Charismatic leaders also target the fears, frustrations, and hopes of the followers in order to create feelings of adventure and excitement.
On his return to Starbucks in 2008, Schultz understood that the changes that he was going to bring in the company were going to have several impacts on the dreams and livelihoods of several external and internal stakeholders of the company.
He used a letter written on the company web to tell the stakeholders of the passion and commitment that he had 25 years earlier when he gained control of the company and how he still had the same passion to ensure that the company moved forward.
The first internal memo that he wrote was also done with an intention of creating raised sensitivity levels between the company and himself.
Since his return, all his memos have been ending with the same word “onward” that shows the confidence and passion that he possesses in advancing and overcoming any challenges that may come in the process.
Several memos also contain the recognition of the involvement of various employees in making decisions for the changes in the leadership and management of the company.
Others outlined the strategies and visions that he had to ensure that the business foundation was given a long-term adjustment and the emotional bond with the customers was reignited (Hackman & Johnson, 2009).
Power can be defined as the ability to influence others. Schultz makes use of the power he has to influence others by changing their behaviors and attitudes to achieve his visions and promote his leadership strategies.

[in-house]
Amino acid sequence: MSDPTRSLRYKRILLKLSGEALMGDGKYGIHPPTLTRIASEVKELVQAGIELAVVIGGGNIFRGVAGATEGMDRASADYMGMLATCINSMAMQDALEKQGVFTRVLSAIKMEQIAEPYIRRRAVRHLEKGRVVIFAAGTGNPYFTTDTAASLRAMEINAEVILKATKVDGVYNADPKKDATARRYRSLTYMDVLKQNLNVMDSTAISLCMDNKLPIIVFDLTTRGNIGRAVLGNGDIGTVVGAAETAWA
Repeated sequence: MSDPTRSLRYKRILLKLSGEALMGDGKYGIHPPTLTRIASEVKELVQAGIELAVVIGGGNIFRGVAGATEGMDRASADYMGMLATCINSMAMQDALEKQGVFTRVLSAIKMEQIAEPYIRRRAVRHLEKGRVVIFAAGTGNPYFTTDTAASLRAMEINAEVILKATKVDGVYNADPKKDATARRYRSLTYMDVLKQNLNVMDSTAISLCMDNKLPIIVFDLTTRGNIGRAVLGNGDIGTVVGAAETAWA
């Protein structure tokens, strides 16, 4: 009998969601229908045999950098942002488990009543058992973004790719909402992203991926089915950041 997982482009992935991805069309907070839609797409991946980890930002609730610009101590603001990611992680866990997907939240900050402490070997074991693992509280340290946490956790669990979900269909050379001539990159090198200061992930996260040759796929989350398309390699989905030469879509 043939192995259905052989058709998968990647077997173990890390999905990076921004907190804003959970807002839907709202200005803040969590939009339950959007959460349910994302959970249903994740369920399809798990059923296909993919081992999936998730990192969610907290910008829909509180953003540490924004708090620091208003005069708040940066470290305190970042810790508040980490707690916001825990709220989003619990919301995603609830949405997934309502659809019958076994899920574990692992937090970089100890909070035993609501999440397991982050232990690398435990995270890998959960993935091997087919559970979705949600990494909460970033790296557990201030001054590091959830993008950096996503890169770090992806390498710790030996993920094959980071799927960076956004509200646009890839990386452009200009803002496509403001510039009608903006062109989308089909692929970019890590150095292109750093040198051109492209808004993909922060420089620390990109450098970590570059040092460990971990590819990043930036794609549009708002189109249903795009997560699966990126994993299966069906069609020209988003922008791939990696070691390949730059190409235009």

Power has five bases namely referent authority, adept influence, authentic control, inducement authority, and aggressive authority. Schultz ensures the application of all the five.
Schultz makes use of aggressive control by demoting the underperforming staff. He outlays expectations from each employee and tells them of the consequences that accrue from not meeting the expectations.
In the use of coercive power, the leader must make a follow up on the consequences of failing to meet the expectations. He uses this to gain obedience from the employees. However, in most cases this leads to the draining of employee and losing of commitment and trust.
Schultz makes use of inducement influence by ensuring the deliverance of quality to his followers. He ensures the provision of discounts from the stores, bonuses to the employees, healthcare, and other fringe benefits to the employees. These rewards provide motivation to the employees to work towards the excellence of the company.
Authentic influence is defined as the ability of a leader to prescribe the behaviors of his followers using his rank, title, or role. The degree of the legitimate power is defined by how high the rank, title or position of the leader is in an organization.
Schultz uses the power that he has as the CEO of the company to get obedience from the followers and ensure efficient functioning of Starbucks. The rest of the employees follow his lead as their CEO. The power, however, diminishes over time as it is exploited.
Adept influence is more focused on the individual than the position that the individual holds. Schultz has demonstrated his expertise in acquiring, developing, and transforming the company from one that was headed for a collapse of a successful one.
The power proves that he is an expert in the industry of coffee shops. He relies on the use of this power (expert power) to achieve his organizational goals. The power, however, in a similar way to legitimate power has the capacity of reduction over time if excessively used by the one possessing it.